Goetz knows challenges lie ahead at Iowa
IOWA CITY (AP) — Beth Goetz wasn’t around for most of the lawsuits, settlements and football controversy that shed a negative light on the Iowa athletic department in recent years.
As interim athletic director, her job is to get the department moving in a positive direction and make sure the bad things that happened in the past don’t happen again.
“I think we, like any other institution, have had trying moments,” Goetz said at her introductory news conference Thursday. “Although I wasn’t here for those, I understand what those issues are, what those issues were like then, and try to ensure and help support us in not making any repetitive mistakes.”
Goetz takes over for Gary Barta, who retired July 31 after 17 years as athletic director. She was hired last September as deputy athletic director and chief operating officer after four years as Ball State’s athletic director. She was an athletic administrator at Connecticut and Minnesota before that.
The 49-year-old Missouri native is in charge at a time when the Big Ten is taking steps toward the expansion to 18 schools next year with the additions of UCLA, Southern California, Oregon and Washington. There also are challenges with the NCAA transfer portal and possible new laws and rules for NIL, which allows college athletes to make money from their name, image and likeness.
Goetz’s immediate focus is the state’s investigation into illegal sports wagering by college athletes and its fallout.
On the day she began her job, Aug. 1, criminal charges were filed against three current or former Iowa athletes in connection with the investigation. Last week charges were filed against three more.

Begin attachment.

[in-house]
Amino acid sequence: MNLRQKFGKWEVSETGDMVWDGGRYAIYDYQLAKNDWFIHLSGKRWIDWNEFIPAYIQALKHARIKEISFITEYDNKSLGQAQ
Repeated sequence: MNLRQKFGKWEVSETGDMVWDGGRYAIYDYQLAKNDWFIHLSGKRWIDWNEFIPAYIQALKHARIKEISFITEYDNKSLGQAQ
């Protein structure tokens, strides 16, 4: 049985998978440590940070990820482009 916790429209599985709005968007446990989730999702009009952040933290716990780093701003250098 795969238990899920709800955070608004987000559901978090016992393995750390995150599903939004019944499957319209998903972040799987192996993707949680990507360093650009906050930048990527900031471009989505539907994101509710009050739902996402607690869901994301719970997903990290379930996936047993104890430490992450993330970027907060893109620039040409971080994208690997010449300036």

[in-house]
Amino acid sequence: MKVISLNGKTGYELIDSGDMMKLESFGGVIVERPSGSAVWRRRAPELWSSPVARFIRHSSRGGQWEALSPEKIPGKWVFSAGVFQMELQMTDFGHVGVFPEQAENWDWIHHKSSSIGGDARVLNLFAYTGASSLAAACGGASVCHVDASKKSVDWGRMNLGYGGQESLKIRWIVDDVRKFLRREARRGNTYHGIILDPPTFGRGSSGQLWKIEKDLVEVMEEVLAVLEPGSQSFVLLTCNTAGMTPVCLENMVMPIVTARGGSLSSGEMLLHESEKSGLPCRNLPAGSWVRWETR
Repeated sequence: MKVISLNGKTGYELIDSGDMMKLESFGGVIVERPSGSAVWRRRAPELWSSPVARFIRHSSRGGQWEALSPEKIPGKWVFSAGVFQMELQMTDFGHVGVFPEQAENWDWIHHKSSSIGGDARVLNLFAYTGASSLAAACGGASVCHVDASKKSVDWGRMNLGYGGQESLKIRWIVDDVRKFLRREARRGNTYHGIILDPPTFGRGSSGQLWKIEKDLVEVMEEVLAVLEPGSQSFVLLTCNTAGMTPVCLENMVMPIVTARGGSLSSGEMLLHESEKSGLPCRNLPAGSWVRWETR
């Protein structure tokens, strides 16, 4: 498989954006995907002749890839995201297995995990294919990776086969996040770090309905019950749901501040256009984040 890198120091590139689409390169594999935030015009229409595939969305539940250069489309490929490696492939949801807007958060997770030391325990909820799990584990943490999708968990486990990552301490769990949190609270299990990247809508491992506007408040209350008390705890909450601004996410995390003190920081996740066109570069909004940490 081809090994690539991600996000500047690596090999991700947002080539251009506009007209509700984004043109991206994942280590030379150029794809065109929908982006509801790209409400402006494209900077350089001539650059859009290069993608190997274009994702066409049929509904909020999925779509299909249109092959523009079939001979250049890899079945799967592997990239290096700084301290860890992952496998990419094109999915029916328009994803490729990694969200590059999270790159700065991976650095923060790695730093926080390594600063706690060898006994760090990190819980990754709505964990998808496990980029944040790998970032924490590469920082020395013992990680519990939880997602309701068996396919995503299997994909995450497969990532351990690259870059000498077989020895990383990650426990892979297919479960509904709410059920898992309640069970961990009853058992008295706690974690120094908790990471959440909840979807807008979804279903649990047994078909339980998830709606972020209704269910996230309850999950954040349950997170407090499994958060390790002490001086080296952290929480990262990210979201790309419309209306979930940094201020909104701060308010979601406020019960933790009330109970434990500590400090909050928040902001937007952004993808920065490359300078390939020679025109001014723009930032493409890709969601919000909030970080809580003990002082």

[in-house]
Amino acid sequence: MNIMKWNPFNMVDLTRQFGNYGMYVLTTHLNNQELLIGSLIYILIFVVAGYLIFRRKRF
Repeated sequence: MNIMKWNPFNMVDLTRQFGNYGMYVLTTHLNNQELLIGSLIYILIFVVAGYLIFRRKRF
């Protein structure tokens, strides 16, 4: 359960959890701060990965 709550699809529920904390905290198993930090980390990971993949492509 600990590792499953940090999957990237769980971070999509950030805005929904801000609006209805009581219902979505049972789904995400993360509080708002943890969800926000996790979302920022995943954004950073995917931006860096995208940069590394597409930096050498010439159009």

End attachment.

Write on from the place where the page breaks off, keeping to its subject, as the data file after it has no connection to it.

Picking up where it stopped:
All the athletes are suspected of tampering with records to disguise their identity. They were under the state’s legal betting age of 21 and NCAA athletes at the time their mobile betting accounts were set up under the names of other people, according to criminal complaints.
In addition to possible prison terms and fines if found guilty, the athletes also face the loss of all or part of their remaining eligibility under NCAA rules.
Other Iowa athletes remain under investigation, and Goetz said the school has begun the NCAA’s process for reinstating eligibility. She said she expects to receive feedback from the NCAA within days.
Goetz said she thought her department’s gambling education program had been adequate, but the expansion of sports wagering across the country on mobile apps and at casinos might prompt her to take a new look at how athletes are counseled on NCAA gambling rules.
“The integrity of the game, there’s nothing more important than that,” she said. “But we do think there is going to have to be an evaluation of how these rules are applied from the NCAA level.”
Under Barta, the athletic department paid out more than $11 million in settlements, including one in March for $4.2 million to 12 Black football players who alleged racial discrimination and abuse in the football program.
In 2021, the department paid $400,000 to settle a Title IX lawsuit after dropping the women’s swimming program. The program later was reinstated.
The department paid $6.5 million in 2017 to the former field hockey coach and her partner to settle a lawsuit based on the coach’s allegation she was discriminated against based on her gender and sexual orientation.
On top of the settlements, the football program has been dogged by concerns over nepotism with 25th-year coach Kirk Ferentz hiring and retaining his son, Brian Ferentz, as offensive coordinator.
The father-son relationship required Barta, under university policy, to be Brian Ferentz’s direct supervisor, and Goetz said she would continue in that role.
Goetz said an amendment to Brian Ferentz’s contract remains in place requiring Iowa to win seven games and average 25 points per game for him to keep his job.
Goetz has experience taking over during trying times. She was Minnesota’s interim athletic director from August 2015 to May 2016, after Norwood Teague resigned amid allegations of sexual harassment.